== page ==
One Friday, six months into the job, something in me snapped and I felt like I’d woken up from a daze.
For the first time I admitted to myself that what I thought was my dream career path as a 16-year-old was not so dreamy in reality. In fact, this career wasn’t suited to me. And even better: that was ok. So what if it hadn’t worked out too well? I’d given it a good go and congratulated myself for my perseverance.
I asked myself why I was doing the job that I was doing. It wasn’t a question I could answer. I realised that all the stress I had been experiencing, particularly in those last six months, was entirely negative stress. It was sucking the life out of me. I felt completely unrecognisable to the person I used to be, who I was rather fond of.
I also refused to accept that at the age of 27 (at the time), my destiny was to wake up every Monday and pine for the weekend that I was too exhausted to enjoy. I felt at such a low point that I couldn’t help but be optimistic for a better future. I had no idea what else I could be doing, but I knew there must be something that would be more rewarding and fulfilling.
Perhaps most significantly, it occurred to me that I had a choice. I could choose to continue living in this miserable state, battling every single day to keep going, or I could choose to find something that was more suitable for me.
Three days later, I handed my notice in. I didn’t have a job to go onto and I took some time to recover from all the damage I’d done to myself after spending years burying these negative feelings. That was the start of a very long road to a new direction.
Once I was knee-deep in my career crisis, my world was opened to how many others – be that friends of mine, people in my network, or complete strangers – have been through or are going through something similar. As time went on, I discovered a collection of books, podcasts, communities, events and other resources which exist to help people going through the same situation. They pulled me through a difficult time in my life.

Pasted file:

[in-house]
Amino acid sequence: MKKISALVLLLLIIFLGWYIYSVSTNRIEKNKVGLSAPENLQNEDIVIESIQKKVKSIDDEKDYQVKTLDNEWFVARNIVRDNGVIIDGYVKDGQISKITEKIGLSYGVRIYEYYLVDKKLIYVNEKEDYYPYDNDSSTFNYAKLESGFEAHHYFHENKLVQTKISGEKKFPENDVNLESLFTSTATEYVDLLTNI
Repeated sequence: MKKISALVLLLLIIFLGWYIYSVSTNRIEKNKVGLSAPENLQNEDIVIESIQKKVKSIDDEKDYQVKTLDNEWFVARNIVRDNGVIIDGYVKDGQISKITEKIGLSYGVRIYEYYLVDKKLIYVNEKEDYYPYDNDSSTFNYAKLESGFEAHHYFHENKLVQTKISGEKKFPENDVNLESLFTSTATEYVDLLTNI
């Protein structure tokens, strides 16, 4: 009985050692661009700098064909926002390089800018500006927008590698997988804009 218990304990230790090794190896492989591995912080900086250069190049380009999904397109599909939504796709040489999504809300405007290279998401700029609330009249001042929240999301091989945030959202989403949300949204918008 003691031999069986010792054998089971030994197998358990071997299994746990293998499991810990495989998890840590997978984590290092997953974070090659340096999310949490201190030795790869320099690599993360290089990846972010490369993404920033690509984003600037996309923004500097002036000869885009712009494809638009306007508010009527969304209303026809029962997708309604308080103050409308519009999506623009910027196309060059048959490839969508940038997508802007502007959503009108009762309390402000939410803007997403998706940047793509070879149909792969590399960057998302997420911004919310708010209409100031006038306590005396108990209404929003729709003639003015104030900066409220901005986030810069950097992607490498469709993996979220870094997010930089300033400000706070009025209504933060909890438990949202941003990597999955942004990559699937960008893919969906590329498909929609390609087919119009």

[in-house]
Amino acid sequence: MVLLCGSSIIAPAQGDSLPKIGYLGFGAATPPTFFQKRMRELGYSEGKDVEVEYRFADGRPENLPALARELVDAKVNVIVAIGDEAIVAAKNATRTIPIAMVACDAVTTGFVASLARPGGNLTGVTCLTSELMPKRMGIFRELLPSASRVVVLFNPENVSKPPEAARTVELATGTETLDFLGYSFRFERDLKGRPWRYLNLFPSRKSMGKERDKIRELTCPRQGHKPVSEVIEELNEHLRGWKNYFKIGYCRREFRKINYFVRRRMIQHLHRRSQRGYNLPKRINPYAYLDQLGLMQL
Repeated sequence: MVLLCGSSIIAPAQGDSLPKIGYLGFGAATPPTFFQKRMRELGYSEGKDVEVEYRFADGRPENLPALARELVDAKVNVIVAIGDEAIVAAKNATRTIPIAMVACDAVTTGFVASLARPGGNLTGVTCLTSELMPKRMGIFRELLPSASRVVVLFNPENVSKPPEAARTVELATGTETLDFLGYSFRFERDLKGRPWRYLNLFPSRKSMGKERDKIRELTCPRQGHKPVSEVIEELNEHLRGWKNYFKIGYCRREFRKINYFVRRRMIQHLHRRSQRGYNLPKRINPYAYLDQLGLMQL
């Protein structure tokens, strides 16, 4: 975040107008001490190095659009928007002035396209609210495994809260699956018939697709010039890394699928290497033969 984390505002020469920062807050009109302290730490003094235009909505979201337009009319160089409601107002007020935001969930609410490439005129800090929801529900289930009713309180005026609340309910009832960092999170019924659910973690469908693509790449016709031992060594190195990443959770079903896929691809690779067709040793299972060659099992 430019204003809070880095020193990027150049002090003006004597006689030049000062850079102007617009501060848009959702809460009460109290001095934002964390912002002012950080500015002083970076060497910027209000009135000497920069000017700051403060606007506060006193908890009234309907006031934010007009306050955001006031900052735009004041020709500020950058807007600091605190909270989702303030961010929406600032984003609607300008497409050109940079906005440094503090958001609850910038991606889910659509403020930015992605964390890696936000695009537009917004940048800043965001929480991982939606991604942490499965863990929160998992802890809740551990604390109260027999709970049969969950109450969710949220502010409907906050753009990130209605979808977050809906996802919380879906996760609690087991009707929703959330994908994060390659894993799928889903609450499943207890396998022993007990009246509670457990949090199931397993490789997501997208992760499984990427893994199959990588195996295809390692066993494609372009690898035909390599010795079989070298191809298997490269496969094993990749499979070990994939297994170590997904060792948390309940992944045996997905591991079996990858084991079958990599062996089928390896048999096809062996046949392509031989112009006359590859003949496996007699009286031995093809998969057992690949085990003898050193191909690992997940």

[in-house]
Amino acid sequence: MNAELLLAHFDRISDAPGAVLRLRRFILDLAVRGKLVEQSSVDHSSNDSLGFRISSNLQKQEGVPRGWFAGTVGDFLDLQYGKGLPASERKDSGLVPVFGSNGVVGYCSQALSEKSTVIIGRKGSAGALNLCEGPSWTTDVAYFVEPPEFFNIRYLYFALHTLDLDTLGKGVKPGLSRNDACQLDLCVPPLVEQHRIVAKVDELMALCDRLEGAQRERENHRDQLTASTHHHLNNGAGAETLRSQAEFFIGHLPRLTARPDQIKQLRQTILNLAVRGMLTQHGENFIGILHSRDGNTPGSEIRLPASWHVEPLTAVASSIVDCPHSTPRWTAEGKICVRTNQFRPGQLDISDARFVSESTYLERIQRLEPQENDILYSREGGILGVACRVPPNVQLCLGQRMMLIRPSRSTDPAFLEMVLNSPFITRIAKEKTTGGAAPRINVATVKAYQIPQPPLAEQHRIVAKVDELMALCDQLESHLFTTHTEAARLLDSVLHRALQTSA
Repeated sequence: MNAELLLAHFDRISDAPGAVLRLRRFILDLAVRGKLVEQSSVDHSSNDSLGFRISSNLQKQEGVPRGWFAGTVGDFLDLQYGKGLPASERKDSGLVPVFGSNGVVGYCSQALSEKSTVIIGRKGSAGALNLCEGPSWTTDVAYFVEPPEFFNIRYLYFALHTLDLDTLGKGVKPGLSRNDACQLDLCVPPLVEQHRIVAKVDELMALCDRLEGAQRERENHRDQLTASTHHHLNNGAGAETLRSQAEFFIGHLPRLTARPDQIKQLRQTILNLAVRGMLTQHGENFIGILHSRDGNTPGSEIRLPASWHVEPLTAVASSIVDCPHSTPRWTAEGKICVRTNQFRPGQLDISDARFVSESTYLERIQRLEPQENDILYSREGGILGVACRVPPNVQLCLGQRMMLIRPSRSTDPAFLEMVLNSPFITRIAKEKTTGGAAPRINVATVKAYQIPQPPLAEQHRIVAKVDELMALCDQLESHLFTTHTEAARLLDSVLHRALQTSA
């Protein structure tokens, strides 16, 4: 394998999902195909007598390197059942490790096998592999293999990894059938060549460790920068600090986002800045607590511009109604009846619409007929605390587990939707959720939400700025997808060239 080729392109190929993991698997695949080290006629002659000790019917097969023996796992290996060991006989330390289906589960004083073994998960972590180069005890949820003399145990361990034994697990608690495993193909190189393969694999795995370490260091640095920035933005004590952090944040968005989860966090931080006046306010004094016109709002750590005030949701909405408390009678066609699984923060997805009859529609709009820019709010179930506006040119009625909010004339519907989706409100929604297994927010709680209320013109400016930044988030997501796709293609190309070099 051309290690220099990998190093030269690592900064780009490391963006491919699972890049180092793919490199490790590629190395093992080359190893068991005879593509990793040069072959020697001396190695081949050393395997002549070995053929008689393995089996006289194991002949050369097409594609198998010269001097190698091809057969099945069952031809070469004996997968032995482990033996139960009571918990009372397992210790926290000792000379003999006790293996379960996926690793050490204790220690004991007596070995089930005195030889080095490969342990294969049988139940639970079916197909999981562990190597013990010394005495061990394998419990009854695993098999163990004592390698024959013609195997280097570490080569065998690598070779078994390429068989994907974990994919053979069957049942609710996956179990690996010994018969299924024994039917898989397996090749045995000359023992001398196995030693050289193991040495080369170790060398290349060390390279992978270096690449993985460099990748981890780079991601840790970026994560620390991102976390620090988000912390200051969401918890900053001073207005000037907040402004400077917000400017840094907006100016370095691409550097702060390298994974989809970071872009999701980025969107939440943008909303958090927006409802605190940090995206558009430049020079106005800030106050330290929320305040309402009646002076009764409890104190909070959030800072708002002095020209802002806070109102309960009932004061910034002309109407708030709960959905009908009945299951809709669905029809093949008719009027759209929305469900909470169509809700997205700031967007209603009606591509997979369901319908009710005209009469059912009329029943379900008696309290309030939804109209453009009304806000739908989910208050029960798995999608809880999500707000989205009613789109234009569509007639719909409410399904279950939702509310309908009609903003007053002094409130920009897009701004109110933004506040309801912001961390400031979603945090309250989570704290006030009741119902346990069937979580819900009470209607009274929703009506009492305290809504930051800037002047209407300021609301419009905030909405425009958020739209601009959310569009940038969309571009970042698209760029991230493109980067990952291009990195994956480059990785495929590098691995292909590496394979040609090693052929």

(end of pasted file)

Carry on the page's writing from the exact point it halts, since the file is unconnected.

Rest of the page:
In sharing my story and the things I learned from these resources, I hope that others going through this feel less alone. Because you’re not alone at all; so many people are unhappy, unfulfilled and unrewarded in what they do. I believe we need to get better at talking about this so that we can help each other move into work that’s better suited to us.
In 2017, I was interviewed for the My Career Crisis podcast to do just that: get comfortable with talking about the uncomfortable. You can listen to my episode here (excuse the pauses and editing glitches): http://bit.ly/2zoSPff
Today, I have a different story to tell: I am doing work that I am interested in, and which I find rewarding. As well as becoming a qualified coach, More From My Career represents the knowledge I gained over two years while searching for career change resources. These two things are rooted in one of my core values: to help others. Had I not gone through my own career crisis, I may not have found myself on this new path which I am so excited by.
If you’d like to share your story, you can reach me on firstname.lastname@example.org – I’d love to hear from you.